If you have ever had the opportunity to observe a master craftsperson at work, one of the first things you will notice is how easy they make their work look. This principle applies to artists, athletes, plumbers and painters. It also applies to teachers.
If you were fortunate enough to have some master teachers in your K to 12 schooling or for your university student teaching, you will have seen this principle at work. You will recall how easy they made teaching look. For the most part, their classes just flowed. The teacher would ask the students to do something, and the students did it. The teacher would cue the kids to transition into a new activity, and the kids transitioned. There was little conflict, few arguments, and the vast majority of classroom time was spent engaged in learning.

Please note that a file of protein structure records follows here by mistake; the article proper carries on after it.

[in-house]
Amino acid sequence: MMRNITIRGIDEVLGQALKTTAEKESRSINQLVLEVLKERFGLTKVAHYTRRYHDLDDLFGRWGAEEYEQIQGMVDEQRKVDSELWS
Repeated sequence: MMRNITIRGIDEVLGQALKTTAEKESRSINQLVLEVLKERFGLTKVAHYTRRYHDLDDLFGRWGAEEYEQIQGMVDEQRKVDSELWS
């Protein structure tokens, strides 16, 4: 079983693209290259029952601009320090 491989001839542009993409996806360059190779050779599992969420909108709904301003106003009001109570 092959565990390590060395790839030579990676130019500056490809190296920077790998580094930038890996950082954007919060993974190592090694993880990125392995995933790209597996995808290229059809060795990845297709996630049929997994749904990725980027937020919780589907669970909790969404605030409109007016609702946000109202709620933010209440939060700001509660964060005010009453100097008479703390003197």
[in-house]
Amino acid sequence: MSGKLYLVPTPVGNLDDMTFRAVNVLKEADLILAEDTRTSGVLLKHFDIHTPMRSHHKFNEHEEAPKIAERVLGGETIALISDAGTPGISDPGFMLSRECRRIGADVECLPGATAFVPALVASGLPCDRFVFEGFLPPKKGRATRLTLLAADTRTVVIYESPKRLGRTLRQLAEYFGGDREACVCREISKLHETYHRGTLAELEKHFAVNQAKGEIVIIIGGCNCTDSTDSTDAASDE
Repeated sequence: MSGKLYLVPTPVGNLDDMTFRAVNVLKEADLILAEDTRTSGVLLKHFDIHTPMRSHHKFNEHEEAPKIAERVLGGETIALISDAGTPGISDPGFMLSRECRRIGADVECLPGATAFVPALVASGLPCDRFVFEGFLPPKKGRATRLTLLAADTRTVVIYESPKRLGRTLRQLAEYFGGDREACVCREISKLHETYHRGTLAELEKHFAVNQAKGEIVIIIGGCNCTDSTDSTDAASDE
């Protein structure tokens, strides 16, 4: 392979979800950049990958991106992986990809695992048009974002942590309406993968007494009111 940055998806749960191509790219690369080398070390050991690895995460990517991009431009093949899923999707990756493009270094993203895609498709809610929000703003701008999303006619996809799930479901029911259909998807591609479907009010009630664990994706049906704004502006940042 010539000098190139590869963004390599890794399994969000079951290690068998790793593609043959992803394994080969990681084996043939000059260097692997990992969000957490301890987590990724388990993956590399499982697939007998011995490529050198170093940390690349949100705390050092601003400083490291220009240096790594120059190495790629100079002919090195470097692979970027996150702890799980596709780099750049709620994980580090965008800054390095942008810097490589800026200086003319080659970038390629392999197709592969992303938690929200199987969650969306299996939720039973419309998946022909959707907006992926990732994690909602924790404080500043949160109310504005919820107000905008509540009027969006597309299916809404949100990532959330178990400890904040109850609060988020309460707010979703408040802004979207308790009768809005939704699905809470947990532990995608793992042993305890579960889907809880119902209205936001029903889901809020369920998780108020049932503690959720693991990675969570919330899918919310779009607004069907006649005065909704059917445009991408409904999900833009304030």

It is a pleasure to observe these kinds of behaviors in the classrooms of master teachers, but this leaves us with an important question: how do they do it? Just how did these teachers get their students to be so cooperative and have their classroom running so smoothly?
That is what THE SUCCESSFUL TEACHER’S SURVIVAL KIT: 83 simple things that successful teachers do to thrive in the classroom will show you – the kinds of things that master teachers do to make their classes work – both for themselves and for their students. You too can become a master teacher. This book will show you how.
|Publisher:||Rowman & Littlefield Publishers, Inc.|
|Product dimensions:||5.88(w) x 9.13(h) x 0.41(d)|
About the Author
Dale Ripley has over 35 years of teaching experience working with students in elementary, junior high-middle school and high school, in schools in the inner city, the suburbs and on a First Nations reserve. While Dr. Ripley has been the principal of several schools and served two school districts as their superintendent, the classroom was – and still is – his favorite place to be.